Recently Rhizomatica has acquired a license and, legally speaking, is no different than one of the big “telcos”. Further, there are now five networks spread over Oaxaca; entirely in the hands of the local population. Ciaby also didn’t have to explain to the users how to build and maintain a network, such as Commotion in Red Hook. In Oaxaca, the communities took care of educating users, regulating the networks and monitoring the infrastructure themselves. The cost for the equipment, about $10,000, was applied for by the users themselves, and recovered over the course of time. The masts from Rhizomatica enable residents (whether they are based in the towns of outlying districts) to call each other for an extremely low cost. Ciaby: “Our own team earns enough to get by, but not much. We are supported by the communities we work with; we don’t receive subsidies. And we supplement our income by selling T-Shirts. Want one?” Of course I want one. Wearing a black T-shirt with an orange Rhizomatica logo emblazoned on it, I walk out of the conference with a broad grin on my face; but without any plan to create my own network. In most parts of the world, the GSM-frequencies are tightly regulated and assigned to a select group of companies who can exploit them. In percentage terms, the amount of open frequencies given over to you, me and the rest of humanity is less than 0.14 %. This is the available space we have, to set up and run our own Commotions, or Occupy.heres.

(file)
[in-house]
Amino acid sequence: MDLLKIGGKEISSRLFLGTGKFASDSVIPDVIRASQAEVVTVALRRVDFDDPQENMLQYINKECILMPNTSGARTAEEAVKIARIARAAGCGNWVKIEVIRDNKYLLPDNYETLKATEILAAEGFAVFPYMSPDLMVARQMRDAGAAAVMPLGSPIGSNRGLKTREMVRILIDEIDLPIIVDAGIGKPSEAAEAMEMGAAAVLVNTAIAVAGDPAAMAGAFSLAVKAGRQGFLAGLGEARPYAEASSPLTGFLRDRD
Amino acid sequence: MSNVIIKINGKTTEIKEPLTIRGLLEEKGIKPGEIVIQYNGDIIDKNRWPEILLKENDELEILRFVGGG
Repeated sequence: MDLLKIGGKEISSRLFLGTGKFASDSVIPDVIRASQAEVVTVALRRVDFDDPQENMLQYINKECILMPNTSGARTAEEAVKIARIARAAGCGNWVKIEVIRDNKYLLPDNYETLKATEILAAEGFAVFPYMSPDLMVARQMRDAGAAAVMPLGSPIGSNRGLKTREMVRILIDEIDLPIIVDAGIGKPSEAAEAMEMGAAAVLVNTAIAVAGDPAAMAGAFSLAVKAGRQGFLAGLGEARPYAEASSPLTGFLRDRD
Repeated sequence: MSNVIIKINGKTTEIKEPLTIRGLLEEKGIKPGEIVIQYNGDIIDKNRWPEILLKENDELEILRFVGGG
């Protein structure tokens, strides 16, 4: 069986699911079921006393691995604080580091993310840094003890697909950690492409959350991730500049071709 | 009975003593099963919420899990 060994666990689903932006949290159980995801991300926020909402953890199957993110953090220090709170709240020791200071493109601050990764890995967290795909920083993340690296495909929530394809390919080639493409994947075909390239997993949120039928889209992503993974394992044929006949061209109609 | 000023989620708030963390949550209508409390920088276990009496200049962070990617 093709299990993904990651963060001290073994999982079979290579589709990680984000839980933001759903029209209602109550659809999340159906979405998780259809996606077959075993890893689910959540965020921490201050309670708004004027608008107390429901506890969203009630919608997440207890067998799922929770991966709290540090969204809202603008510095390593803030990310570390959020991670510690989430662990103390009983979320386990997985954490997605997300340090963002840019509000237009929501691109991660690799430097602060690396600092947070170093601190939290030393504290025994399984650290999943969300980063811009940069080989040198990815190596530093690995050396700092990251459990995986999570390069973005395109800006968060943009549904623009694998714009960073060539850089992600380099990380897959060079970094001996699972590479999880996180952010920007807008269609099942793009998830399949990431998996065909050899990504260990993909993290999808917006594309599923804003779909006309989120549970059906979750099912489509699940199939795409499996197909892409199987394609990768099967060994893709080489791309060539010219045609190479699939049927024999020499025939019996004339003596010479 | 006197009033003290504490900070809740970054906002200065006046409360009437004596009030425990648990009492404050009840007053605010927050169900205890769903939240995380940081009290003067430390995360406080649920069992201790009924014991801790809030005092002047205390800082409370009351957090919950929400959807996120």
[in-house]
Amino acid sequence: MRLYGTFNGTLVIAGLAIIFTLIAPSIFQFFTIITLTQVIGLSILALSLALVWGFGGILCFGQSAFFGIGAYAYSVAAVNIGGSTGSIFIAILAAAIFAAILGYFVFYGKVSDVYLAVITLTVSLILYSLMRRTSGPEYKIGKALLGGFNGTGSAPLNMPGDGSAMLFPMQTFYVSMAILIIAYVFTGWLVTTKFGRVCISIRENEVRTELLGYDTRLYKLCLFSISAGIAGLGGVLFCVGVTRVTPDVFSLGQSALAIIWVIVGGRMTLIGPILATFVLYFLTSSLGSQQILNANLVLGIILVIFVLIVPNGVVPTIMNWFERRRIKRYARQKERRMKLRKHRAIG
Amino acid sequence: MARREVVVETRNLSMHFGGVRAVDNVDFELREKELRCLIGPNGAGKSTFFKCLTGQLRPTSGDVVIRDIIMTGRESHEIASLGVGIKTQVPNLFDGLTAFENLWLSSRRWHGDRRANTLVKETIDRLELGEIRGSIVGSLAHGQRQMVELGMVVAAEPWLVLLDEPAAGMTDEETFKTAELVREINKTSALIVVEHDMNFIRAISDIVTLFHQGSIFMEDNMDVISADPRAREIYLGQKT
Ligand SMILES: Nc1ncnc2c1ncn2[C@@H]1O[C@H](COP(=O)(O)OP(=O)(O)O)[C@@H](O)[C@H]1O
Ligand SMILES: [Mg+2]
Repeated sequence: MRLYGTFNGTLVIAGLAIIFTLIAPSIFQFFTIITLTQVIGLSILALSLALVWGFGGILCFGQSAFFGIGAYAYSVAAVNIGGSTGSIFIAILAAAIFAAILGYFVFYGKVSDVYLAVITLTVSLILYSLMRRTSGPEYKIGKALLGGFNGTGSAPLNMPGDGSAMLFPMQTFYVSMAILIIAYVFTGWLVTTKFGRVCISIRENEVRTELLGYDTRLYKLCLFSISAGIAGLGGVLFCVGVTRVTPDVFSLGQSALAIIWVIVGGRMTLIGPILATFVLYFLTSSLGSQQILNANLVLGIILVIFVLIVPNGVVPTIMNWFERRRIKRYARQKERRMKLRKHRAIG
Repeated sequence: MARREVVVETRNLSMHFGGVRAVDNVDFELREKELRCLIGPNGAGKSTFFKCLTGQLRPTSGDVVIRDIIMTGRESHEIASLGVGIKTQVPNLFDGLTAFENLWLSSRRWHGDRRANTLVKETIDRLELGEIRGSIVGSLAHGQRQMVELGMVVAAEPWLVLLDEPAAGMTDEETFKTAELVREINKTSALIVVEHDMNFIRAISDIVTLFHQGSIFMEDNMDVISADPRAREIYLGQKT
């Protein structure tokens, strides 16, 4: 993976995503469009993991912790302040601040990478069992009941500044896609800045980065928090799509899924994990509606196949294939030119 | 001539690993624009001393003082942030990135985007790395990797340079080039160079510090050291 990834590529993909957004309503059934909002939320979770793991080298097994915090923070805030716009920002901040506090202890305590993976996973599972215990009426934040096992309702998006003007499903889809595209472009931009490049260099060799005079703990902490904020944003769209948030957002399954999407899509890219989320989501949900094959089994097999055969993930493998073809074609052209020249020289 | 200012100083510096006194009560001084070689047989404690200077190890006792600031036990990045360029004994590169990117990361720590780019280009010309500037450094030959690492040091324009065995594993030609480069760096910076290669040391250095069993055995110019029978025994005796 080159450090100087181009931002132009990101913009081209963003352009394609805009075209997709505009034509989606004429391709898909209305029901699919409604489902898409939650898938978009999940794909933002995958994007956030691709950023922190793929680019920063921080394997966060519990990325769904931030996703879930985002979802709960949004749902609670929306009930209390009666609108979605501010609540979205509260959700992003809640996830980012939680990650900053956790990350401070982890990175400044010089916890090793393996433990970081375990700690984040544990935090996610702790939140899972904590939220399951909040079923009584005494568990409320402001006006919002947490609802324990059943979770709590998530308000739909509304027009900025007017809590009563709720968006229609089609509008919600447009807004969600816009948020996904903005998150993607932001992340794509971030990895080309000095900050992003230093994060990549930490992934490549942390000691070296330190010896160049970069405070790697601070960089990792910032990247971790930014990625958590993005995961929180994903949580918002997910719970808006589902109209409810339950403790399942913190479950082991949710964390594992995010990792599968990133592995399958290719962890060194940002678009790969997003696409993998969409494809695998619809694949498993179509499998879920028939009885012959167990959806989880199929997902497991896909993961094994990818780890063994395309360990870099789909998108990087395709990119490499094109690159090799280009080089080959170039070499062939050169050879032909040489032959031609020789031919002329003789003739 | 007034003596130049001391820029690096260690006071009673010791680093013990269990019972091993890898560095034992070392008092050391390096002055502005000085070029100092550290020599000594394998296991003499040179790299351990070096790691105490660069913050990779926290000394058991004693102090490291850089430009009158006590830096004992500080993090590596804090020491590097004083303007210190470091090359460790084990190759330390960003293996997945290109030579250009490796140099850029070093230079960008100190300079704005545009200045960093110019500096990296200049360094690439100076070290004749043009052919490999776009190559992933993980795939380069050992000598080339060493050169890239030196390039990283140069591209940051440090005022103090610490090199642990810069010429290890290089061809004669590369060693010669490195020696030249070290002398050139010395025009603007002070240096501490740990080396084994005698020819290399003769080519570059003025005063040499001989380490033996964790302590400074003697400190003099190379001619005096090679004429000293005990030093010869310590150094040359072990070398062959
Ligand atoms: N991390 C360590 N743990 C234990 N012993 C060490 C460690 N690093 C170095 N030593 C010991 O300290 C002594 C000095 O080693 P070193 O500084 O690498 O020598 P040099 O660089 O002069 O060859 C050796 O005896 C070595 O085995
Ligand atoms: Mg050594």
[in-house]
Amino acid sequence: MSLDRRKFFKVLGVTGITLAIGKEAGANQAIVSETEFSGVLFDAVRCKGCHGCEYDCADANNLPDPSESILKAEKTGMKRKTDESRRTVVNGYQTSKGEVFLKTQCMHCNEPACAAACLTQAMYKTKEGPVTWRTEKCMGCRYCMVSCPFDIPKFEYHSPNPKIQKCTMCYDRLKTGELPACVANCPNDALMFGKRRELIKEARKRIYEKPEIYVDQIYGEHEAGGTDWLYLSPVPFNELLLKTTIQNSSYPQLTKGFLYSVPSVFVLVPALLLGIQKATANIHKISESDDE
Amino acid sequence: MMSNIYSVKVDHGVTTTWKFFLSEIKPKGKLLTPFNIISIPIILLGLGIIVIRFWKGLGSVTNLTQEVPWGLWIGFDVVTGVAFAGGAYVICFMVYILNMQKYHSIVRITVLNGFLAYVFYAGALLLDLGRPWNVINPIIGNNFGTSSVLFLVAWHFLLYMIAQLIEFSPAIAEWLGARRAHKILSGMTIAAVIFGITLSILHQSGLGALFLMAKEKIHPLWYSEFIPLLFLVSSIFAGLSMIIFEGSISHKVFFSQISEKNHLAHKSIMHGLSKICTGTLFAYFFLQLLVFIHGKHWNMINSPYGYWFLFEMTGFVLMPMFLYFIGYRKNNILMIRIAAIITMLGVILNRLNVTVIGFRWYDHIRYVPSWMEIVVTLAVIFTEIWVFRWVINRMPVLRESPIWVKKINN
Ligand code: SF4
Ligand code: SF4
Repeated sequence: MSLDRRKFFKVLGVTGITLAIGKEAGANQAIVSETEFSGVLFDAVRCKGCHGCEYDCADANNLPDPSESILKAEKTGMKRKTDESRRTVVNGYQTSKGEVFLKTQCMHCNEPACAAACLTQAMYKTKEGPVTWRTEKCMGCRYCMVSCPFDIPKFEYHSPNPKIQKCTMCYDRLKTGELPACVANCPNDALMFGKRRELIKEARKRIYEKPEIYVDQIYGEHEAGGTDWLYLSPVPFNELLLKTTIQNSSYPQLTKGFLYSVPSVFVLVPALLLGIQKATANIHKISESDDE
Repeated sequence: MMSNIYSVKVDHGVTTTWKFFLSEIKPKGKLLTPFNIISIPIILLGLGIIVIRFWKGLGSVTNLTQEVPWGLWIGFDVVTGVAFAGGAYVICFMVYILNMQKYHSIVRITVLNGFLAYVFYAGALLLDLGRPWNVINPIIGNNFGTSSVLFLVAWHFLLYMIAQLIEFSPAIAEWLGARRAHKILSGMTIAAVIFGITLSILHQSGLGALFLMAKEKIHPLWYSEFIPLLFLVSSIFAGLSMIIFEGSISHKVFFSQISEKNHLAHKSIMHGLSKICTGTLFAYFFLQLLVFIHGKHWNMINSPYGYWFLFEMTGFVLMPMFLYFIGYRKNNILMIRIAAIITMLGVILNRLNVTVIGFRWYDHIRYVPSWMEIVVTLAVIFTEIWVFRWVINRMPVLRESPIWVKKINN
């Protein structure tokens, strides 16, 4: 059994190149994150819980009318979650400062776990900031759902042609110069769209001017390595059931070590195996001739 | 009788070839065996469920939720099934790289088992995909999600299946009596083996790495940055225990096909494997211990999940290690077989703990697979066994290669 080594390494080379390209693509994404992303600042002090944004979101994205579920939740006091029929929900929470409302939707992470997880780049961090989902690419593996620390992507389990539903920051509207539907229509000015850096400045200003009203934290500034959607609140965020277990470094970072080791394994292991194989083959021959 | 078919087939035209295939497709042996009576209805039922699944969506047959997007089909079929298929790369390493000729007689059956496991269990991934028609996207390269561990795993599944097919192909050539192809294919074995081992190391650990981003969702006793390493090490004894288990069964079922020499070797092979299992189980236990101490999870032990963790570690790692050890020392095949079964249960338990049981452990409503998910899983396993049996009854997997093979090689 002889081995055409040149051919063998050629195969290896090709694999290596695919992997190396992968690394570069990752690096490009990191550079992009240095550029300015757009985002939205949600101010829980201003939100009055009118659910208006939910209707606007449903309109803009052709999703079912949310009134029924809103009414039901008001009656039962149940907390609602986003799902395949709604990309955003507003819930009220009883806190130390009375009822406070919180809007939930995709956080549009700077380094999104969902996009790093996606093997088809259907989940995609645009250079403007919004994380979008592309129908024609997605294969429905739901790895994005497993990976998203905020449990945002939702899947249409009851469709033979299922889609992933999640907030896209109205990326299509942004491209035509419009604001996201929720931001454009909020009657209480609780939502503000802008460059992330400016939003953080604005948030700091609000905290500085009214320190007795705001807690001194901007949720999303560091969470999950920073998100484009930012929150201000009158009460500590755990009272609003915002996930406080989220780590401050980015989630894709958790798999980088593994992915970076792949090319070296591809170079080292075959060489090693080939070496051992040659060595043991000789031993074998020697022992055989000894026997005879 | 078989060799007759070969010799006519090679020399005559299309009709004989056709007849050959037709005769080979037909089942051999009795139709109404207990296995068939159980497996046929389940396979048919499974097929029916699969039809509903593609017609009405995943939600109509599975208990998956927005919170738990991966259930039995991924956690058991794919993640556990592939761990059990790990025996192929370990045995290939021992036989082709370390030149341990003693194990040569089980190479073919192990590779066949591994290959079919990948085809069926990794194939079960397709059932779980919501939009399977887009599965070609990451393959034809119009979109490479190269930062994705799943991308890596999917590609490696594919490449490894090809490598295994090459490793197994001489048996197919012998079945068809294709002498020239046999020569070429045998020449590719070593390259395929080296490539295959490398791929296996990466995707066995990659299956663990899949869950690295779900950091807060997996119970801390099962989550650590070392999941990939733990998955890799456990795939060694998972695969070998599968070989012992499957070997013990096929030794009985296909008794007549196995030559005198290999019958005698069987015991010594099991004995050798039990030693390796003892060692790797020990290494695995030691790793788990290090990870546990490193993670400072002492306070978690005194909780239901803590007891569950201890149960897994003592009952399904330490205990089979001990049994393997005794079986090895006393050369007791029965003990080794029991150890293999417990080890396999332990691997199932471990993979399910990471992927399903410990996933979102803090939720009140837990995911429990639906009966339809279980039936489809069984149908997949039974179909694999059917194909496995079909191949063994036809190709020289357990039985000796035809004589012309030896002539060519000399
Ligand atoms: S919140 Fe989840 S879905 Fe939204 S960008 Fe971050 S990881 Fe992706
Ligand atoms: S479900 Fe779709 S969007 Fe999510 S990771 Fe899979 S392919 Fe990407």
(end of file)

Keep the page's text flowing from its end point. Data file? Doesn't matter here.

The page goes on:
On the flight back to Amsterdam, I note that I still have the fully charged Occupy.here node in my hand luggage. Someone behind me has found the signal. I hear two boys mutter, “Occupy.here… What’s that?” “Click once on it” “No man, no idea what it is.” “It’s just Wi-Fi, we can Skype our parents.” The boy clicks and notes that he has no internet connection. Moments later, I see a new message on the website of my own darknet “Hey…!” Once on the plane, I put my backpack in the luggage rack. During the flight, seven other passengers post messages. We exchange experiences about New York (Guggenheim, Chinatown), talk about our destinations (Amsterdam, Rotterdam, Scherpenzeel) and criticise the food on the plane. I seem to have freed myself from having to go through the obligation of talking to the random passenger sat next to me, maybe forever. From now on I always go on a trip with my own darknet. “Someone got any spare pretzels? Raise your hand.” “Yeah here! I’m in row 31, come and get it!”


Words: Douwe Schmidt
Picture: Wouter Medaer
Translation: Richard Foster

Dit artikel verscheen eerder in het Nederlands in Gonzo (circus) #123. Interesse in een Nederlandstalige print versie? Mail Bastian: info[at]virtumedia[dot]com.
Creative Commons-Licentie
TECHNOMANIA: Dark nets and mesh networks - Dark networks for uncertain times van Douwe Schmidt is in licentie gegeven volgens een Creative Commons Naamsvermelding-NietCommercieel 4.0 Internationaal-licentie.
Toestemming met betrekking tot rechten die niet onder deze licentie vallen zijn beschikbaar via https://dosch.it/.

Nog meer nieuws krijgen over muziek en kunst?

Schrijf je in op de Gonzo (circus)-nieuwsbrief!